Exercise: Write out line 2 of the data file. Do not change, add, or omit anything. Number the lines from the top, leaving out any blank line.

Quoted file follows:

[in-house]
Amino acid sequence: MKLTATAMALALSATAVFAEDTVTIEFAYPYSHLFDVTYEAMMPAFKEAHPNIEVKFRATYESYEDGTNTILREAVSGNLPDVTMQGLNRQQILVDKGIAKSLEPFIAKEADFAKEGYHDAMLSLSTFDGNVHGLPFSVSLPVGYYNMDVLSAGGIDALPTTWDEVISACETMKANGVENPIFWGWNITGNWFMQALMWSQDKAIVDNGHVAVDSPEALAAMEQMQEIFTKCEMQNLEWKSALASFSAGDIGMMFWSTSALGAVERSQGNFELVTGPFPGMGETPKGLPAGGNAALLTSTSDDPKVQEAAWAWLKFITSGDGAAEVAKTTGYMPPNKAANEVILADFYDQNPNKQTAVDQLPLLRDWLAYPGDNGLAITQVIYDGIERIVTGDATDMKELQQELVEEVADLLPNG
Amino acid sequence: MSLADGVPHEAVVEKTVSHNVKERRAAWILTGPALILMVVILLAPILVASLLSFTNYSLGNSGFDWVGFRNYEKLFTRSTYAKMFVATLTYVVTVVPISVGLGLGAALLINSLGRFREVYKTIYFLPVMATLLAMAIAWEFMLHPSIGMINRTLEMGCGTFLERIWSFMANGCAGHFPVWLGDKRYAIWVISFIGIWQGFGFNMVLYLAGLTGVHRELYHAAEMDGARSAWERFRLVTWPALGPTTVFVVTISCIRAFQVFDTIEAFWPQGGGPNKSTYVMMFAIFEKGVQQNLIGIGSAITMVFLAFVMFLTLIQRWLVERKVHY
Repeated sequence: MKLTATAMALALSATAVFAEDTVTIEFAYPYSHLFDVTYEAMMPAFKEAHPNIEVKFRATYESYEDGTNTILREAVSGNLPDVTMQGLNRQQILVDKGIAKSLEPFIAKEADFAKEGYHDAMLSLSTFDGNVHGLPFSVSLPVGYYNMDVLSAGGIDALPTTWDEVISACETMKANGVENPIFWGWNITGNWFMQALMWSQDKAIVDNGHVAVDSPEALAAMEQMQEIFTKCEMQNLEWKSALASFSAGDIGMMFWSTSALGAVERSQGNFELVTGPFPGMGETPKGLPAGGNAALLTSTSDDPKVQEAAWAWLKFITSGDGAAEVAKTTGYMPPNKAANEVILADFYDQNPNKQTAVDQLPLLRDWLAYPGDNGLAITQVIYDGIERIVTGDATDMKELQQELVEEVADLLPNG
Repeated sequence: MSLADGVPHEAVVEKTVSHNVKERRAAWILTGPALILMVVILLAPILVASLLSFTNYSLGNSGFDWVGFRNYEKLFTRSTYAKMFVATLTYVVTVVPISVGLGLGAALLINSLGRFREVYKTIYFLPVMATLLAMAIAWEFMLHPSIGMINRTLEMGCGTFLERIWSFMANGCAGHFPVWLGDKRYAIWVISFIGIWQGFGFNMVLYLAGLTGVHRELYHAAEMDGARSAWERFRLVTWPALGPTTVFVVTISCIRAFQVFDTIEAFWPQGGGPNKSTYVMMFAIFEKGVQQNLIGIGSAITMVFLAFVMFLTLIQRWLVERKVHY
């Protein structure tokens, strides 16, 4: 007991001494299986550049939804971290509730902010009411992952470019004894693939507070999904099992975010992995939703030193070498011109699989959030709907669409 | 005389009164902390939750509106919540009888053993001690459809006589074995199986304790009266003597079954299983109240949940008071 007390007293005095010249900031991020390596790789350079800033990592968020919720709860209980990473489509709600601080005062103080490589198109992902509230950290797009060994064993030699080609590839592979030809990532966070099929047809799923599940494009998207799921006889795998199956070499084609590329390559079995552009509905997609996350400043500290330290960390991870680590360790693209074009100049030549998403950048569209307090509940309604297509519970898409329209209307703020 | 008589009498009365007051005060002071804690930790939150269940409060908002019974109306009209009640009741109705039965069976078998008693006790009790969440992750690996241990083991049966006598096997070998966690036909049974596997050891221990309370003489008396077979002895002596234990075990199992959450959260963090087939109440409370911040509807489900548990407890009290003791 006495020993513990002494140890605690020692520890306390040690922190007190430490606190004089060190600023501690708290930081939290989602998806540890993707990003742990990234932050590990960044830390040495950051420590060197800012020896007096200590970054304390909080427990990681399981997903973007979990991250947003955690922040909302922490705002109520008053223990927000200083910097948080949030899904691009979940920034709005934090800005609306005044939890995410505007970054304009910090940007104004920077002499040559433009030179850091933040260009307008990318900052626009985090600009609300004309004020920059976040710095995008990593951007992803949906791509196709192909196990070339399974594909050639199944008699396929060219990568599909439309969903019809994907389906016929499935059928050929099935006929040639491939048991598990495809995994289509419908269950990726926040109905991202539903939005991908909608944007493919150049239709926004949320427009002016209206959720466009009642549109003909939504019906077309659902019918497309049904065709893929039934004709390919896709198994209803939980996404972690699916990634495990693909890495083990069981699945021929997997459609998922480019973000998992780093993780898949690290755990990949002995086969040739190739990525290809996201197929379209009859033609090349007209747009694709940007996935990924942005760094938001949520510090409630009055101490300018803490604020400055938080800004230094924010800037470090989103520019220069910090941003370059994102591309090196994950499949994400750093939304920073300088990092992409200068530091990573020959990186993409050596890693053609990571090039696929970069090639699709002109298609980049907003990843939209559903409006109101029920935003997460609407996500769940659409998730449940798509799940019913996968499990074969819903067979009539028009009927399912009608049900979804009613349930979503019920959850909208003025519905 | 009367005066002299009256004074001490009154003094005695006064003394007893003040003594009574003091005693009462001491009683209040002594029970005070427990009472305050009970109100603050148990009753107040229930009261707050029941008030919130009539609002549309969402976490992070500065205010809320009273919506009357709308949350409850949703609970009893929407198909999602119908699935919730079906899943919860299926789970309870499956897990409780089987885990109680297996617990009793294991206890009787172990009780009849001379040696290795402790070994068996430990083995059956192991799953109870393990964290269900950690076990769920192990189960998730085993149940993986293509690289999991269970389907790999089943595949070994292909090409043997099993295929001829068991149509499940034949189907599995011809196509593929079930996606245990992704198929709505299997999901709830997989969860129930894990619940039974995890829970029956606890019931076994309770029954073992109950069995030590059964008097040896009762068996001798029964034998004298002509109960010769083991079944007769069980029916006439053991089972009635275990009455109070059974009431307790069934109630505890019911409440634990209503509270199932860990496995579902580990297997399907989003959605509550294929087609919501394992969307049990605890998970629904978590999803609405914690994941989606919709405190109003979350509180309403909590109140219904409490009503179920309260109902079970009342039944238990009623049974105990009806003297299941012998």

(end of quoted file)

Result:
Amino acid sequence: MKLTATAMALALSATAVFAEDTVTIEFAYPYSHLFDVTYEAMMPAFKEAHPNIEVKFRATYESYEDGTNTILREAVSGNLPDVTMQGLNRQQILVDKGIAKSLEPFIAKEADFAKEGYHDAMLSLSTFDGNVHGLPFSVSLPVGYYNMDVLSAGGIDALPTTWDEVISACETMKANGVENPIFWGWNITGNWFMQALMWSQDKAIVDNGHVAVDSPEALAAMEQMQEIFTKCEMQNLEWKSALASFSAGDIGMMFWSTSALGAVERSQGNFELVTGPFPGMGETPKGLPAGGNAALLTSTSDDPKVQEAAWAWLKFITSGDGAAEVAKTTGYMPPNKAANEVILADFYDQNPNKQTAVDQLPLLRDWLAYPGDNGLAITQVIYDGIERIVTGDATDMKELQQELVEEVADLLPNG